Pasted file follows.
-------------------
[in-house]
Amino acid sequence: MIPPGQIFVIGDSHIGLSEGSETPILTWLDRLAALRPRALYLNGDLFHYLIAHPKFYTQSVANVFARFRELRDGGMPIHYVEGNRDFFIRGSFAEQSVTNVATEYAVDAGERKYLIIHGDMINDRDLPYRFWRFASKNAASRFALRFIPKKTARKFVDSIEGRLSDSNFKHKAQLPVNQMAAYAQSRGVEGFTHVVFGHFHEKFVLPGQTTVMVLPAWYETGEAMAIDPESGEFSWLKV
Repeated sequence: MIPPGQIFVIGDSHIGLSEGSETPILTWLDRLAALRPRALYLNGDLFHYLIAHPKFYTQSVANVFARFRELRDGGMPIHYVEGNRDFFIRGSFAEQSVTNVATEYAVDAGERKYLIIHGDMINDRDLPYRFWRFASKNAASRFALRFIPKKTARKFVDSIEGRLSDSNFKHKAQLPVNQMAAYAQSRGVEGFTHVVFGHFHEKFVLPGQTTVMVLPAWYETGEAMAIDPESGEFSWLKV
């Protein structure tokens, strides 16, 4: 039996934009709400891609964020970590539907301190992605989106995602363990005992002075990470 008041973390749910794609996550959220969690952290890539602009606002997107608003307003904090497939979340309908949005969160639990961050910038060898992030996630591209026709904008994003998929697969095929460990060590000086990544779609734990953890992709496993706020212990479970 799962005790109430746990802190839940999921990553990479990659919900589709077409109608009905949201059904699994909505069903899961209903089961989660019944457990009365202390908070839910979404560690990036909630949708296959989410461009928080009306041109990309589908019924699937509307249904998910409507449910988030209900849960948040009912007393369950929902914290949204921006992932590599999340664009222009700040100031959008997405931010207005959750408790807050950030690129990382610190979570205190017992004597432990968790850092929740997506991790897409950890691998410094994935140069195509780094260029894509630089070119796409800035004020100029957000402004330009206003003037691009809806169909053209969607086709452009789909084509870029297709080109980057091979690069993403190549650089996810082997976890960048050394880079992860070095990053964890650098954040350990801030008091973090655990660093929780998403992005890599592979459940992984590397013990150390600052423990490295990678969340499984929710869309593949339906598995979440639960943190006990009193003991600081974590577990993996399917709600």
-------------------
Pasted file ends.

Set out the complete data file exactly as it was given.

[in-house]
Amino acid sequence: MIPPGQIFVIGDSHIGLSEGSETPILTWLDRLAALRPRALYLNGDLFHYLIAHPKFYTQSVANVFARFRELRDGGMPIHYVEGNRDFFIRGSFAEQSVTNVATEYAVDAGERKYLIIHGDMINDRDLPYRFWRFASKNAASRFALRFIPKKTARKFVDSIEGRLSDSNFKHKAQLPVNQMAAYAQSRGVEGFTHVVFGHFHEKFVLPGQTTVMVLPAWYETGEAMAIDPESGEFSWLKV
Repeated sequence: MIPPGQIFVIGDSHIGLSEGSETPILTWLDRLAALRPRALYLNGDLFHYLIAHPKFYTQSVANVFARFRELRDGGMPIHYVEGNRDFFIRGSFAEQSVTNVATEYAVDAGERKYLIIHGDMINDRDLPYRFWRFASKNAASRFALRFIPKKTARKFVDSIEGRLSDSNFKHKAQLPVNQMAAYAQSRGVEGFTHVVFGHFHEKFVLPGQTTVMVLPAWYETGEAMAIDPESGEFSWLKV
């Protein structure tokens, strides 16, 4: 039996934009709400891609964020970590539907301190992605989106995602363990005992002075990470 008041973390749910794609996550959220969690952290890539602009606002997107608003307003904090497939979340309908949005969160639990961050910038060898992030996630591209026709904008994003998929697969095929460990060590000086990544779609734990953890992709496993706020212990479970 799962005790109430746990802190839940999921990553990479990659919900589709077409109608009905949201059904699994909505069903899961209903089961989660019944457990009365202390908070839910979404560690990036909630949708296959989410461009928080009306041109990309589908019924699937509307249904998910409507449910988030209900849960948040009912007393369950929902914290949204921006992932590599999340664009222009700040100031959008997405931010207005959750408790807050950030690129990382610190979570205190017992004597432990968790850092929740997506991790897409950890691998410094994935140069195509780094260029894509630089070119796409800035004020100029957000402004330009206003003037691009809806169909053209969607086709452009789909084509870029297709080109980057091979690069993403190549650089996810082997976890960048050394880079992860070095990053964890650098954040350990801030008091973090655990660093929780998403992005890599592979459940992984590397013990150390600052423990490295990678969340499984929710869309593949339906598995979440639960943190006990009193003991600081974590577990993996399917709600």